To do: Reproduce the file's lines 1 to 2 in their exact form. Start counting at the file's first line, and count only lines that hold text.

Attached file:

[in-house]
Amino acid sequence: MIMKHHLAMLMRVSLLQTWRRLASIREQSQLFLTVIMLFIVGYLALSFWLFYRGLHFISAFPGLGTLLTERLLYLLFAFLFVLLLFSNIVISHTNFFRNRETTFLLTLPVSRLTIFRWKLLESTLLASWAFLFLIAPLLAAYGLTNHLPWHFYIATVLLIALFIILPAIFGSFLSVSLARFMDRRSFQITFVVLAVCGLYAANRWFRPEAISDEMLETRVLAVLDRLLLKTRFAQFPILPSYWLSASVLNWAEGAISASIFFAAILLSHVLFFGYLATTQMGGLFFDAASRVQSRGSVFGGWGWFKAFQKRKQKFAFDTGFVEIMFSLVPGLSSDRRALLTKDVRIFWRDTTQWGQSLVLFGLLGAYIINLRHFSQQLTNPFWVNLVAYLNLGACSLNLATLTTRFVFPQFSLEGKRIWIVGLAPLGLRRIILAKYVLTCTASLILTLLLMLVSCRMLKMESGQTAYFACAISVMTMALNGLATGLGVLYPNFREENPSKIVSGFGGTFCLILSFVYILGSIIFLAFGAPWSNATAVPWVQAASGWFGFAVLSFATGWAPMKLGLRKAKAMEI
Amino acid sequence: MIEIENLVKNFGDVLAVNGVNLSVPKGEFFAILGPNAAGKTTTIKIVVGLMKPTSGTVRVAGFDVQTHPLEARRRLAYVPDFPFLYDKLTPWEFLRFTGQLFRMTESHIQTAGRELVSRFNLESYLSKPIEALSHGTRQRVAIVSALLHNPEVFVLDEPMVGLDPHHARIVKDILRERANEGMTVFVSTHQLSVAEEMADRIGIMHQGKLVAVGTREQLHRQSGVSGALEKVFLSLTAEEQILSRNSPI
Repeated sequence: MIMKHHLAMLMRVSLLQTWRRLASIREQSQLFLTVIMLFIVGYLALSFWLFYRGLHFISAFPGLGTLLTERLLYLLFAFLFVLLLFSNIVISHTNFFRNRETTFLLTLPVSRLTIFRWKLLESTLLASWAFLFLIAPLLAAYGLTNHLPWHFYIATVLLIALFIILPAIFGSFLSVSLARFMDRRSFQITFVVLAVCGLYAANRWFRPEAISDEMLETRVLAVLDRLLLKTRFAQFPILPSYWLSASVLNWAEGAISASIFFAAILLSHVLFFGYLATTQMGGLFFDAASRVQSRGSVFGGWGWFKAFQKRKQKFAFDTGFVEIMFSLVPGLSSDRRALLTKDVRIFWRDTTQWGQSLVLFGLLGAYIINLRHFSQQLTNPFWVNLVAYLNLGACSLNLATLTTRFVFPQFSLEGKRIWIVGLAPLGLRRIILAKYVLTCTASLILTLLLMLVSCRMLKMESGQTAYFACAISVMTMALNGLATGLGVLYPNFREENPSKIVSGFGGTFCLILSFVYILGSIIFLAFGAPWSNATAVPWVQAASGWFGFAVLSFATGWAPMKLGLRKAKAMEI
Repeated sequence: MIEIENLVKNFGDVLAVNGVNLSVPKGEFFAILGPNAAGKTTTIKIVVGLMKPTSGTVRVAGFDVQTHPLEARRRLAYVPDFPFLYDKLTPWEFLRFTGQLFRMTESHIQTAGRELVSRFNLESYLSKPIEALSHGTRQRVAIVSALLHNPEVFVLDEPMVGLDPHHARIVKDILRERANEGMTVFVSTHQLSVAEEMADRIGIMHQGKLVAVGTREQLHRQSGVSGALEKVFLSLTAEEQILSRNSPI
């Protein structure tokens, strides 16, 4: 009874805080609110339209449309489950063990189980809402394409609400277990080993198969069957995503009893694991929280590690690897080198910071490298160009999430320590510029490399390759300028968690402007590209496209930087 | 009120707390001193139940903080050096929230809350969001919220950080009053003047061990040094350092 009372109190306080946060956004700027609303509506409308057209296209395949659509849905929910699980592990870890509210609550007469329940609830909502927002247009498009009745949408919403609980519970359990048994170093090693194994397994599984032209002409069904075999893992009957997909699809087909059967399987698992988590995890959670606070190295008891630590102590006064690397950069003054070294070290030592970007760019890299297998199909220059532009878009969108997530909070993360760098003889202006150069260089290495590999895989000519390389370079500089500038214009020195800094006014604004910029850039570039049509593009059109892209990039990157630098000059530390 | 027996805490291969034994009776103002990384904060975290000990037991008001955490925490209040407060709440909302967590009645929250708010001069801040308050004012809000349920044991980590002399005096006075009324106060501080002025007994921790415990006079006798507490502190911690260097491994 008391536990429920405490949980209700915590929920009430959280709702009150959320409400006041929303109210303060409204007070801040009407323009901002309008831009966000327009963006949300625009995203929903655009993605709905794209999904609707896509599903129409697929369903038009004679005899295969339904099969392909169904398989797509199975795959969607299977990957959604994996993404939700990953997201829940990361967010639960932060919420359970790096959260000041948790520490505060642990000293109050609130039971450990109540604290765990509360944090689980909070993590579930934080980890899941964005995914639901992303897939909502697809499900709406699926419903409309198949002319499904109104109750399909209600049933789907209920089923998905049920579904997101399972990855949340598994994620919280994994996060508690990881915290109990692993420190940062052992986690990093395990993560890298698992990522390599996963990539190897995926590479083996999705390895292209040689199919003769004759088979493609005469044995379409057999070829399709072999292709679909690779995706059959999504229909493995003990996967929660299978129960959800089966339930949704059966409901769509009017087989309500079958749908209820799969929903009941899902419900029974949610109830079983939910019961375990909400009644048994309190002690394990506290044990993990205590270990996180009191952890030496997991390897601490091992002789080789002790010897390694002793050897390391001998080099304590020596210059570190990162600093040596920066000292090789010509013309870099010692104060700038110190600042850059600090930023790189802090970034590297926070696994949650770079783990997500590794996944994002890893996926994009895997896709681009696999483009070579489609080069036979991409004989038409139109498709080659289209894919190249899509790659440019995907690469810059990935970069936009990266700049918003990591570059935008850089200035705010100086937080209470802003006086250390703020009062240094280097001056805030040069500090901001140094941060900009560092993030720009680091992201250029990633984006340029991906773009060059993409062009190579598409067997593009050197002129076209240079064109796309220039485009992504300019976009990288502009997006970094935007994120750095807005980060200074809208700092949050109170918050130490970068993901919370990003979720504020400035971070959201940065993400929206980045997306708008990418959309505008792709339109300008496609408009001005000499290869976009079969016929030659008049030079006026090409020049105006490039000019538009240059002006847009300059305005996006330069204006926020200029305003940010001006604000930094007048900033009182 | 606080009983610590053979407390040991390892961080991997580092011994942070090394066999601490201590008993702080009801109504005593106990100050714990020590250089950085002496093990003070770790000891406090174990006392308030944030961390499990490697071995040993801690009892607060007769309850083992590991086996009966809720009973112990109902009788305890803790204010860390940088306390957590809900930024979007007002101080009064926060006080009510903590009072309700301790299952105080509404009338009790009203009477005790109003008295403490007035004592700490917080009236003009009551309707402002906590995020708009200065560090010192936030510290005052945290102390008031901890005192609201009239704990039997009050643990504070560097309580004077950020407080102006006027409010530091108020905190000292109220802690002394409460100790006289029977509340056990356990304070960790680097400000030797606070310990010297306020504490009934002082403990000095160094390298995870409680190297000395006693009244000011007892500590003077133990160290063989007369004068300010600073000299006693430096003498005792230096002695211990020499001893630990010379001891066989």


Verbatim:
[in-house]
Amino acid sequence: MIMKHHLAMLMRVSLLQTWRRLASIREQSQLFLTVIMLFIVGYLALSFWLFYRGLHFISAFPGLGTLLTERLLYLLFAFLFVLLLFSNIVISHTNFFRNRETTFLLTLPVSRLTIFRWKLLESTLLASWAFLFLIAPLLAAYGLTNHLPWHFYIATVLLIALFIILPAIFGSFLSVSLARFMDRRSFQITFVVLAVCGLYAANRWFRPEAISDEMLETRVLAVLDRLLLKTRFAQFPILPSYWLSASVLNWAEGAISASIFFAAILLSHVLFFGYLATTQMGGLFFDAASRVQSRGSVFGGWGWFKAFQKRKQKFAFDTGFVEIMFSLVPGLSSDRRALLTKDVRIFWRDTTQWGQSLVLFGLLGAYIINLRHFSQQLTNPFWVNLVAYLNLGACSLNLATLTTRFVFPQFSLEGKRIWIVGLAPLGLRRIILAKYVLTCTASLILTLLLMLVSCRMLKMESGQTAYFACAISVMTMALNGLATGLGVLYPNFREENPSKIVSGFGGTFCLILSFVYILGSIIFLAFGAPWSNATAVPWVQAASGWFGFAVLSFATGWAPMKLGLRKAKAMEI